- 84% of pupils said the Creative Schools Partnership project had a positive effect on their relationship to learning, especially in making them feel happier in school.
Students referenced gains in confidence, critical thinking, empathy, leadership, creativity, behaviour and engagement in learning. For schools, advances were made in enhanced community cohesion, intergenerational understanding, teacher development, embedding of creative learning in developmental plans and new links forged between schools. Benefits of the programme were also seen in the community, with better connections made with schools, improvement in good relations and improvements in the physical environment.
Karly Greene, Director of Strategic Development at the Arts Council of Northern Ireland, commented: “This data reflects on the last two years of the programme and demonstrates the enormous impact that the National Lottery funded Creative Schools Partnership Programme has had on participating schools and their wider communities.
“The model demonstrates how effective cross-departmental investment and collaboration can be. Many of the schools have been involved with the programme since it first launched but this latest funding investment has been a particular success story and, the fact that the schools continued on with their projects, through all of the pandemic and cost of living challenges which the last few years have brought, is a real testament to the value they place on this programme.”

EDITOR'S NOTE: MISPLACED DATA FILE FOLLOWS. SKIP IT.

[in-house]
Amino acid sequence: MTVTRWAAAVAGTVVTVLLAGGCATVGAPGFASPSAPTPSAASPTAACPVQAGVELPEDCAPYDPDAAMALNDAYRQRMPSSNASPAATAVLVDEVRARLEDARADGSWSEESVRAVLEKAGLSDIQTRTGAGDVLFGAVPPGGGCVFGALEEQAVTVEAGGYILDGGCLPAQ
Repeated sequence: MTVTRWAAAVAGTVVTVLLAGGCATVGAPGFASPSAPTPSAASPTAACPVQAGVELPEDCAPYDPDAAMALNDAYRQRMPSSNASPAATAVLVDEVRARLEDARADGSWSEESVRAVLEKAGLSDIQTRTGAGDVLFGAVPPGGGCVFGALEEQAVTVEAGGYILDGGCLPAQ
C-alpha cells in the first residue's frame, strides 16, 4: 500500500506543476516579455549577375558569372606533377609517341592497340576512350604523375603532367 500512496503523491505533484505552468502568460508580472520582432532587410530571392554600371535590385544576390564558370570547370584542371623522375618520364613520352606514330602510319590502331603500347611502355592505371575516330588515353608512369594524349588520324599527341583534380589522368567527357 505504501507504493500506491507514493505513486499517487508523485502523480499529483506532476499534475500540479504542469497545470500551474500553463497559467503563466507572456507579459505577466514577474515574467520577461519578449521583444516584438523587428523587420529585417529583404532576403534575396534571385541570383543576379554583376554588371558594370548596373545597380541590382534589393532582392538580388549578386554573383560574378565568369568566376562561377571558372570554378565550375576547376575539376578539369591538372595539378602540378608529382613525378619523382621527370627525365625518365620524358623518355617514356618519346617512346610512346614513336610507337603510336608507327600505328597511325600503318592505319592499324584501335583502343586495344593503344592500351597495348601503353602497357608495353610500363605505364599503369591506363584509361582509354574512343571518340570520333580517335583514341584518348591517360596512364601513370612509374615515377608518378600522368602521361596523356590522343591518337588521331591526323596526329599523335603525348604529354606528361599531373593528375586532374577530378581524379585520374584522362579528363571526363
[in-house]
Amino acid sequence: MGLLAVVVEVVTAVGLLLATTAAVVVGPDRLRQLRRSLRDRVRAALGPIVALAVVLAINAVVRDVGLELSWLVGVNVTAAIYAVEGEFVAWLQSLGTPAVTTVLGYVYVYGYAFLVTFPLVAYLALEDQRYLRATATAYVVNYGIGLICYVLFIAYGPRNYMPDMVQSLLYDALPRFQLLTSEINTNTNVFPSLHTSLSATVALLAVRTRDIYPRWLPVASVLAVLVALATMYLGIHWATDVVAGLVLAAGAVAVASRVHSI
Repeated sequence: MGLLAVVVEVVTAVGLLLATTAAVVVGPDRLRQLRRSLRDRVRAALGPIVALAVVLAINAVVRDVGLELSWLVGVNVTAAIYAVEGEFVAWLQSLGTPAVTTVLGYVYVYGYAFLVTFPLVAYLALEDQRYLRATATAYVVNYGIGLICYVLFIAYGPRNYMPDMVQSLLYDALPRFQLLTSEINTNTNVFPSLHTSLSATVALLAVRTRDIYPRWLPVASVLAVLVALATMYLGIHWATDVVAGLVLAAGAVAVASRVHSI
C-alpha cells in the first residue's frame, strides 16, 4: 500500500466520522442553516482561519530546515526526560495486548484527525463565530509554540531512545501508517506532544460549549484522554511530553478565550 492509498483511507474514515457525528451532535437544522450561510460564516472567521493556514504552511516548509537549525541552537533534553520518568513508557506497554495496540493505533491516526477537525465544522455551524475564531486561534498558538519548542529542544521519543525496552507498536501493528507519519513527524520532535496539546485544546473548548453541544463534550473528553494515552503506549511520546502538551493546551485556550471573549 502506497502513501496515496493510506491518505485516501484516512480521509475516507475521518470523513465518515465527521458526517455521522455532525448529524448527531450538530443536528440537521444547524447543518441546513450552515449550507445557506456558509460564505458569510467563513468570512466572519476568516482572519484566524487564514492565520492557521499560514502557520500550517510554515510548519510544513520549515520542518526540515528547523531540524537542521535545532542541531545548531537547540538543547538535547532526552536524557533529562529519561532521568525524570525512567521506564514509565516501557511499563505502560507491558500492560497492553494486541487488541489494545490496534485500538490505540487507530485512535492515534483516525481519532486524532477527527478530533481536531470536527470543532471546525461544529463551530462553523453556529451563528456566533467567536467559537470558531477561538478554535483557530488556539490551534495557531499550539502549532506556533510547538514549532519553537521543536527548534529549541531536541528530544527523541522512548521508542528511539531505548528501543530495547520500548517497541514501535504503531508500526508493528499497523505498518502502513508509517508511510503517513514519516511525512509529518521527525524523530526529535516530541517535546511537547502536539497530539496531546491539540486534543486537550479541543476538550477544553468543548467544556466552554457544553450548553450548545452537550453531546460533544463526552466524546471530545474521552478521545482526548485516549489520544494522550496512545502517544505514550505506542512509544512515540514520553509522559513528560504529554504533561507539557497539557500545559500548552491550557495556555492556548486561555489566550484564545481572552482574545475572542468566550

The Creative Schools Partnership (CSP) Programme has been running since 2017 funded by the Arts Council of Northern Ireland (ACNI) through the National Lottery, Education Authority (EA) and the Urban Villages Initiative (UV). This tripartite relationship combines sector expertise and relationships with an area-based approach.
The eleven schools taking part in the Creative Schools Partnership Programme are Lisneal College, Belfast Boys’ Model School, St Joseph’s Boy’s School, Blessed Trinity College, Ashfield Girls’ High School, St Cecilia’s College, Mercy College Belfast, St Vincent’s Centre, Belfast Model School for Girls, Malone Integrated College, and St Colm’s High School.
Director of Urban Villages Joan O’Hara praised the enthusiasm of everyone involved in the project, commenting: “Urban Villages is delighted to be able to support this innovative project through the Creative Schools Partnership Programme. The different elements of the project have helped the students develop a wide range of new skills and will encourage them to continue to share their voices not just within school but in their local community. This will be especially evident through the local display of their fantastic colourful wall mural! Developing their creative skills and embracing new ways of learning will help generate new viewpoints, new thinking and new ideas which is key to building and maintaining good relations. Well done to all involved!”
To access the full report go to: https://artscouncil-ni.org/resources/creative-schools-partnership-evaluation-report-2023